(b Prague, 29 March 1928). Czech composer. In 1953 he graduated from the Prague Academy of Musical Arts as a pupil of Bořkovec and Dobiáš; he also studied English and music education at Prague University, graduating in 1952. Thereafter he studied theory with Karel Janeček (ScC 1961, PhD 1966). He was editor of Hudební rozhledy (1959–61) and in 1960 was appointed assistant in the music theory department of the Prague Academy and lecturer in 1973. He was dean of the music faculty (1985–90) and deputy chairman of the Union of Czech Composers (1978–89). His attitudes as a composer were formed by his work with student ensembles and by a profound interest in Czech folksong. In addition, his music reflects his wide theoretical knowledge: he has made some use of novel techniques, though these have not been a dominant feature. His subjects are often taken from the world of children or from nature, and contain moral or philosophical messages. His choral compositions are popular among children's choruses and many chamber pieces have been performed widely at home and abroad.
Stage: Mariana (op, 4, Z. Malý, after J. Kozák), 1982, Brno, 11 April 1985
Vocal: Helenčin svět [Helen's World] (cycle of children's choruses, F. Hrubín), 1960; Otevřený dům [The Open House] (chbr cant., M. Florian), C, T, pf, 1961; Nejkrásnější zem [The Most Beautiful Country] (cycle of female choruses, J. Hora), 1973; Nad postýlkou [By the Cot] (Z. Malý), song cycle, S, pf, 1975; Sententiae Nasonis, mixed chorus, 1995
Chbr and solo inst: Sonata a 3, vn, va, hp, 1967; Brass Qnt, 1972; Wind Qnt, 1972; Sonata da requiem, hn/b cl, pf, 1974; Sonata lirica, ob, pf, 1978; Quartetto amoroso, str qt, 1979; Sonata capricciosa, fl, pf, 1981; Sonata poetica, pf, 1988; Sonata concertante, va, pf, 1989
Principal publishers: Český hudební fond, DILIA, Panton, Sup.
Smetanova harmonie [Smetana's harmony] (diss., Charles U., Prague, 1957)
Přínos díla Karla Janečka pro hudební analýzu [Karel Janeček's contribution to musical analysis], HRo, xxxi (1978), 274–9
Základní problémy nauky o hudebních formách [Fundamental problems of musical forms], Živá hudba, viii (1983), 36
J.Macek: ‘Sborová tvorba Václava Felixe’ [The choral works of Václav Felix], HRo, xiii (1960), 754–7
M.Zenkl: ‘Sborová tvorba Václava Felixe’ [The choral works of Václav Felix], HRo, xxxiv (1981), 452–5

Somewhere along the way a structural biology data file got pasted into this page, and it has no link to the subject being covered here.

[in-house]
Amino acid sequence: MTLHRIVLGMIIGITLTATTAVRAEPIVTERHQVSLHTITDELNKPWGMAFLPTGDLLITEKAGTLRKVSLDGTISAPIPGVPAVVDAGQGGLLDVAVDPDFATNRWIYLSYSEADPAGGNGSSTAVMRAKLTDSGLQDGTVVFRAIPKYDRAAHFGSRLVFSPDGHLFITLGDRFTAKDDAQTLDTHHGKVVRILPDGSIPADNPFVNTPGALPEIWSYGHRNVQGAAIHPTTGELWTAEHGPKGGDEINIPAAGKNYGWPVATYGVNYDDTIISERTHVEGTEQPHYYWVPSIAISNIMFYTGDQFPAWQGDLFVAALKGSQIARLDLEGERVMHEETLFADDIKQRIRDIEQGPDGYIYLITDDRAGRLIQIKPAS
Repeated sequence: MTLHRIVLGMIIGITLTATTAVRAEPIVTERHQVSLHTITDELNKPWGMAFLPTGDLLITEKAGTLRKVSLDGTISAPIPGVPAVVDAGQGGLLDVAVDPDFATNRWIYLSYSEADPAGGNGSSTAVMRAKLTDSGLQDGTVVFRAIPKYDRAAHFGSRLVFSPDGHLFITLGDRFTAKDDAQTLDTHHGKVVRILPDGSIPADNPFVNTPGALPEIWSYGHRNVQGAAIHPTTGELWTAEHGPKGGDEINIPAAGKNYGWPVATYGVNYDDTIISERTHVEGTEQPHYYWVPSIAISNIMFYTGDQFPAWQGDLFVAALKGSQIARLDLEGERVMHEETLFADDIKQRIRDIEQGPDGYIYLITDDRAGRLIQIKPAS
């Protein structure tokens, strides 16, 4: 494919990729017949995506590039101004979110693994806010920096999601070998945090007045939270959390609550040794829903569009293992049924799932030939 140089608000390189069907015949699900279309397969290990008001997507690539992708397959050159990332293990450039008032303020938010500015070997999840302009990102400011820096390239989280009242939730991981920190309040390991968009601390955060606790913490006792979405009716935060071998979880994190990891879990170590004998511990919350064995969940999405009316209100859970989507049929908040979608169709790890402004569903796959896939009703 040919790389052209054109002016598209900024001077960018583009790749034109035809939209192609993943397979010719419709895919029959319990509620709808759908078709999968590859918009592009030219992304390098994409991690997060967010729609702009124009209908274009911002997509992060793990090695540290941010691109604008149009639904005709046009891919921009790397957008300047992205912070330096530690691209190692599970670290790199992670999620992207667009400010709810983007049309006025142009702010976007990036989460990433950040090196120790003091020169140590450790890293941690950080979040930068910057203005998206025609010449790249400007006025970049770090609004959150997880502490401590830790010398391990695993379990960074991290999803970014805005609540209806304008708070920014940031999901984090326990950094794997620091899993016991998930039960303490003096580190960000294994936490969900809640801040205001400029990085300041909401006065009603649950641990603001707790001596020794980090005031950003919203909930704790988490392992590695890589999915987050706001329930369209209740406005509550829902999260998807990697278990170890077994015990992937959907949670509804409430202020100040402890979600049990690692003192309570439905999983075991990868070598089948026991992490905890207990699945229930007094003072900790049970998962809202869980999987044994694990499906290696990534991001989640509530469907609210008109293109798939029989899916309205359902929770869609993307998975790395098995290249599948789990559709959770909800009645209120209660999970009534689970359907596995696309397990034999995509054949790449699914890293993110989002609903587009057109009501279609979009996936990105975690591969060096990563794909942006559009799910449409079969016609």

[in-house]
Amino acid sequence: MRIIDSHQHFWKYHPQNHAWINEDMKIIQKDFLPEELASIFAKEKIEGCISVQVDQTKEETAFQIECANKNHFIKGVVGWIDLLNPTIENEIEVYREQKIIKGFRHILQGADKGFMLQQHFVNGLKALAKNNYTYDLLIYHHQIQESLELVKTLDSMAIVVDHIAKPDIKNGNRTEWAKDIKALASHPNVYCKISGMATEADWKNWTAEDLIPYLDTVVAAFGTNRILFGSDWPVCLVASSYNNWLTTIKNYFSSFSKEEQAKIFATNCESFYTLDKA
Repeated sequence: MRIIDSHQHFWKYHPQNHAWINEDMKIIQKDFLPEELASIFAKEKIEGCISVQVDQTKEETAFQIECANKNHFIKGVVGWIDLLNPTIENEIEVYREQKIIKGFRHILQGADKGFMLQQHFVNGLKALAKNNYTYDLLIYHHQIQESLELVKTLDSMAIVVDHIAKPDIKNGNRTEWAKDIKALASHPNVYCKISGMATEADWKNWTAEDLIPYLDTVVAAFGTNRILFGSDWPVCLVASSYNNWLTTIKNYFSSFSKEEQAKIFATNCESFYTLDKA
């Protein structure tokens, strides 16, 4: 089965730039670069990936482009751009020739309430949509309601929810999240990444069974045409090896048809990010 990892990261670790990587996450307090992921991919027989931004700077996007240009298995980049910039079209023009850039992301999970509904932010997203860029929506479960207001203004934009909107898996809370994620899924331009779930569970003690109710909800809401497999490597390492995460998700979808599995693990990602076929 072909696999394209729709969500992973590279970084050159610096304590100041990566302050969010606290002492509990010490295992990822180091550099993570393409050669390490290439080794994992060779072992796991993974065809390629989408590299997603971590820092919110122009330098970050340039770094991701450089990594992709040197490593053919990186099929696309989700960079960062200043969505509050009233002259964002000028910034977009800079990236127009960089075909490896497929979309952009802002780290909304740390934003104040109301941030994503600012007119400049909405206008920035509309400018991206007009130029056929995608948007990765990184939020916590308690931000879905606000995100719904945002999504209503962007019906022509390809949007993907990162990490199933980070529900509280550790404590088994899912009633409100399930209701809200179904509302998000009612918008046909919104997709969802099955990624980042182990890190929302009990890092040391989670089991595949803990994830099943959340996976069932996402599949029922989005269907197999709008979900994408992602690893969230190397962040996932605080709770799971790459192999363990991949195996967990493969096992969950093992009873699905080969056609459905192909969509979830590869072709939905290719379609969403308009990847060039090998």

A plainchant melody used occasionally in vocal compositions up to the 15th century, and more frequently in English organ settings in the 16th century. The offertory Felix namque es, sacra virgo Maria was prescribed in medieval liturgies for certain feasts and for votive Masses of the Virgin (although it is not found in the oldest sources), and was retained in post-Tridentine and more recent usage (see, for example, Graduale Triplex, p.422, and GS, plate r, the latter from the 13th-century manuscript GB-Ob Rawl. lit.d.3, f.88v). Vocal polyphonic settings of the melody from any period are rare, but there is a two-part setting in the ‘insular’ section of the St Andrews manuscript (D-W Helmst.1099, ff.193v, 210v) and a fragmentary troped setting in the Worcester Fragments (MSD, ii, 1957, no.4). A third English setting, from the 15th century (GB-Ob Douce 381, f.23, incomplete), was long held to be an organ piece (Dart); it is written in score, but the words are underlaid, and it seems more likely to be from a two-part vocal setting.
In England during the first half of the 16th century Felix namque was the most often used melody in a repertory of organ settings of Offertory chants, presumably because it was assigned in Salisbury Use to the daily mass of the Blessed Virgin Mary, with a concluding alleluia except between Septuagesima and Easter and on the Vigil of the Assumption. Since the majority of the settings omit the alleluia they were presumably intended for the penitential season. The chief composers of such settings were John Redford and Thomas Preston. A last reflection of this liturgical tradition is seen in two settings by Tallis, which include the intonation (usually omitted) and alleluia; they are very long and are probably not, in their surviving form, liturgical. Examples of English keyboard settings are printed in MB, i (1966), MB, lxvi (1995) (Tallis) and EECM, x (1969).